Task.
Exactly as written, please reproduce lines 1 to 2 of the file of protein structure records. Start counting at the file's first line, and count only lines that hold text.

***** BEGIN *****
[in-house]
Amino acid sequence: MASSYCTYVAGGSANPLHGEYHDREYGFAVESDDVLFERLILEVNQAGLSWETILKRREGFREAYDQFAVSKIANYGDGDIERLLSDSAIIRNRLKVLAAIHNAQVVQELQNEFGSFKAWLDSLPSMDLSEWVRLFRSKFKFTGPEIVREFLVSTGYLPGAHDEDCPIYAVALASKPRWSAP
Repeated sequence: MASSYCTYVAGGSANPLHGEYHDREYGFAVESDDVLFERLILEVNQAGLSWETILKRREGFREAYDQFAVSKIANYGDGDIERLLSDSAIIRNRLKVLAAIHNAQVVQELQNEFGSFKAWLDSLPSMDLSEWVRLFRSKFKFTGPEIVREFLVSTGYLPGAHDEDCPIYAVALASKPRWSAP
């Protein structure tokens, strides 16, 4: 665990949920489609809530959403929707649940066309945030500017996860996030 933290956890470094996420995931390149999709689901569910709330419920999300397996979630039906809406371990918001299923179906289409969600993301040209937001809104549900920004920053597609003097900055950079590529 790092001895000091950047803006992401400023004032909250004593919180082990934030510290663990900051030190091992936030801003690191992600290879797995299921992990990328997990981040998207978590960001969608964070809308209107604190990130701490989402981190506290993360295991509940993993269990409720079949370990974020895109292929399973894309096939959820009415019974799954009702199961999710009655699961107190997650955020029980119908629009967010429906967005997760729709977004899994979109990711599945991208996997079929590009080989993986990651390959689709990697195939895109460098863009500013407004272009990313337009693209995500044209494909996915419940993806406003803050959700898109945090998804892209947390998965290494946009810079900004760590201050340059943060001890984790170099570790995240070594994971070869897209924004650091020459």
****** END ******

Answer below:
[in-house]
Amino acid sequence: MASSYCTYVAGGSANPLHGEYHDREYGFAVESDDVLFERLILEVNQAGLSWETILKRREGFREAYDQFAVSKIANYGDGDIERLLSDSAIIRNRLKVLAAIHNAQVVQELQNEFGSFKAWLDSLPSMDLSEWVRLFRSKFKFTGPEIVREFLVSTGYLPGAHDEDCPIYAVALASKPRWSAP